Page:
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2-Plants: Genetic mutation of Mexican maize - Gene warfare in Oaxaca

-------------------------------- GENET-news -------------------------------

TITLE:  Genetic Mutation of Mexican Maize
        Gene Warfare in Oaxaca
SOURCE: Counterpunch, USA, by Camelo Ruiz Marrero, translated by Tonio Solo
DATE:   10-12 Jul 2004 

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Genetic Mutation of Mexican Maize
Gene Warfare in Oaxaca

Scientists from Mexico, Canada and the United States met on March 11th
this year in the Hotel Victoria in Oaxaca for a symposium on the effects
and possible risks of the presence of genetically modified maize in
Mexico. The furtive and growing presence of this maize has been
documented in small plots of land belonging to rural workers first in the
southern State of Oaxaca and more recently throughout the whole country.
This discovery could have serious implications for agricultural
biodiversity since maize is the third most important crop in the world
after wheat and rice and Mexico is the center of its origin and diversity.

Alejandro de Avila, director of the Oaxaca Ethnobotanic Garden reported
that the most recent archaeological studies indicate that maize was
discovered and domesticated in Oaxaca ten thousand years ago, not six
thousand or eight thousand as had been believed until recently. Maize is
considered to be humanity's greatest agricultural achievement and the
greatest treasure Christopher Columbus took back to Europe from the
American continent.

Today, it is grown all around the Mediterranean, in Africa and in China.
But its center of diversity continues to be Mexico, where the greatest
part of the thousands of varieties and stocks are sown which are the
result of millenia of patient work and experiment by campesinos. These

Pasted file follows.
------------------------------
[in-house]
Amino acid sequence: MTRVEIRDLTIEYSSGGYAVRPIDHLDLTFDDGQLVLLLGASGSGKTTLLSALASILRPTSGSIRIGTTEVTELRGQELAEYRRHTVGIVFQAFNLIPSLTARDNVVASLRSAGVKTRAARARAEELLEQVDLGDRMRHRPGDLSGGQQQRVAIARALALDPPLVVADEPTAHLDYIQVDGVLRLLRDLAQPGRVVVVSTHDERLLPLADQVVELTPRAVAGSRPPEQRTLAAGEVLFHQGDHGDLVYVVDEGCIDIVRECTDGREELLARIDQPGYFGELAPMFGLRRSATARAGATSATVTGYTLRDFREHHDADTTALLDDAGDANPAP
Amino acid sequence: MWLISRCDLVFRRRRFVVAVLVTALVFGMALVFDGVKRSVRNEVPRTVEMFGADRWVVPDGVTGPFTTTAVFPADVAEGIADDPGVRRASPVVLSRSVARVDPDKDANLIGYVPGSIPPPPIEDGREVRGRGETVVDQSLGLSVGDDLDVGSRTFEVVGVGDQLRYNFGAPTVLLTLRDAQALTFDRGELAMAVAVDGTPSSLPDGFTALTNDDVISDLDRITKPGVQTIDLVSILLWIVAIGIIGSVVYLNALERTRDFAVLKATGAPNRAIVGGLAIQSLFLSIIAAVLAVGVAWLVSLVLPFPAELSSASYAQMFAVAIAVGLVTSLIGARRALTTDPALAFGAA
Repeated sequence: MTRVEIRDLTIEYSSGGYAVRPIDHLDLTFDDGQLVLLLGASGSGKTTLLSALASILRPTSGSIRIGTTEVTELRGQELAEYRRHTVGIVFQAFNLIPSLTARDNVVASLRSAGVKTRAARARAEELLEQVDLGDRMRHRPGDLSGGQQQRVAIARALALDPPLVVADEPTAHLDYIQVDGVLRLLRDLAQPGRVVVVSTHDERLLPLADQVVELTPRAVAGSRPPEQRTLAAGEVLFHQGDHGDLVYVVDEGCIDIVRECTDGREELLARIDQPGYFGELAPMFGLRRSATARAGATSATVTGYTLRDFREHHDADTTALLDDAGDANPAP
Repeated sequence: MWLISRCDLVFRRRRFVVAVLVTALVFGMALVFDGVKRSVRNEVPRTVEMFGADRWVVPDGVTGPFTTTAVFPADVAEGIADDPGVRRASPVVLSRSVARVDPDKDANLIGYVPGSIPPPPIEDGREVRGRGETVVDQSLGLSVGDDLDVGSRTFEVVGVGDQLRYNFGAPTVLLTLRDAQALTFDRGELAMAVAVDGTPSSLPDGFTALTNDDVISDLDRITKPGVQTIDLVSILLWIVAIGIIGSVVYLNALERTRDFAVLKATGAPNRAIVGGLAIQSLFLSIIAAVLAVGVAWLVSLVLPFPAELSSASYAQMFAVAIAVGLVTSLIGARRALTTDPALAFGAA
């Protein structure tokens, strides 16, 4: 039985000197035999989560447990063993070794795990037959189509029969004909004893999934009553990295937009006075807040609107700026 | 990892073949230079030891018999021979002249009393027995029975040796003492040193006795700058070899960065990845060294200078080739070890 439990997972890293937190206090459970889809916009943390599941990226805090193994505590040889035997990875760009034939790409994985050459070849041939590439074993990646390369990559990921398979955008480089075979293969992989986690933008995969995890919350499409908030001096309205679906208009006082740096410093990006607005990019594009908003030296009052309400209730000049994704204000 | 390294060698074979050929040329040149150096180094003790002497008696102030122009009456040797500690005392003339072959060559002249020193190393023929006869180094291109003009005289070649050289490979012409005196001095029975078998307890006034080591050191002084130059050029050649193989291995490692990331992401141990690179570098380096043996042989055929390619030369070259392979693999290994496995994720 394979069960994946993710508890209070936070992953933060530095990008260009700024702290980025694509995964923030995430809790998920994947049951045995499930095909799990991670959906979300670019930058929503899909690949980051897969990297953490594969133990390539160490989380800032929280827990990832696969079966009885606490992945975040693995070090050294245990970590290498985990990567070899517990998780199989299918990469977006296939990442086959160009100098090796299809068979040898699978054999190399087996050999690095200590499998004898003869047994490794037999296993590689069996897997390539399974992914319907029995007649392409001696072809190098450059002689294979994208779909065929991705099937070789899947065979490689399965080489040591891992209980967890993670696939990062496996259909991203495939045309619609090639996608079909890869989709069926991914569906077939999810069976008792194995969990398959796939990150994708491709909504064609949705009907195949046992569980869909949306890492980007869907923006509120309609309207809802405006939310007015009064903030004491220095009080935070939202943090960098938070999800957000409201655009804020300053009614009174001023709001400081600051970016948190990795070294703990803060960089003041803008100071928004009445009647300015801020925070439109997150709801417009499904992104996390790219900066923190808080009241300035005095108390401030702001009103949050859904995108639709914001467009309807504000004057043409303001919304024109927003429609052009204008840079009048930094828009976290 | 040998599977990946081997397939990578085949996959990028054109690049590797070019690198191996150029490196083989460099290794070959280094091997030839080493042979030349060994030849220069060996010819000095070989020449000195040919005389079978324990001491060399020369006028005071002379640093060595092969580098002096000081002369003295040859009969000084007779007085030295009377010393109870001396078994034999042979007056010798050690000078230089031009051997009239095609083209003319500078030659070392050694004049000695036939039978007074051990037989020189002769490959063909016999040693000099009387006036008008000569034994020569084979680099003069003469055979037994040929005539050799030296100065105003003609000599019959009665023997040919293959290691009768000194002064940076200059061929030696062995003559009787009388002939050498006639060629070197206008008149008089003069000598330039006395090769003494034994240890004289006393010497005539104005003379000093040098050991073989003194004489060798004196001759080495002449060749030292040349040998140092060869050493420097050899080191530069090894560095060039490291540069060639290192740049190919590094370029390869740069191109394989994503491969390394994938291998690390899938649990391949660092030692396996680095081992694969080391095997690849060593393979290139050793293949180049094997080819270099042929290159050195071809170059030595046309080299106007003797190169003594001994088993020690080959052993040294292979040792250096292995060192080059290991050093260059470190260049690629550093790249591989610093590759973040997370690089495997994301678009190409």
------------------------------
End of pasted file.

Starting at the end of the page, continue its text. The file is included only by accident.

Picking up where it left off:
varieties were developed so as to bring out favorable characteristics
such as, among others, nutritional value, tolerance to acidic or salty
soils, immunity to disease. There is even a variety which fixes its own
nitrogen. It is far from strange to see in an indigenous community like
Sierra Juarez of Oxaca more varieties of maize than in the whole of the
United States.

This astonishing diversity leads agronomists from all over the world to
travel to Mexico to get specimens so as to improve their own varieties of
maize which is the reason Mexico is the seat of the International Center
for Investigations for the Improvement of Maize and Wheat (CIMMYT). The
maize fields of the Mexican campesinos are thus an irreplaceable resource
of agricultural biodiversity. Social or ecological disruption in that
area might compromise the viability of maize as a food and endanger world
food supply. The CIMMYT, with all its laboratories and seed banks, could
not replace the dense and complex rural social and ecological skein from
which innumerable varieties of maize srping.

That morning of March 11th, while the participants arrived at the hotel
to register for the symposium of the Commission on Environmental
Cooperation, which resulted from the parallel agreement of the North
American Free Trade Area, the organizers and private security guards
seemed tense and expectant. They knew a protest demonstration was
imminent and that the demonstrators would arrive any moment.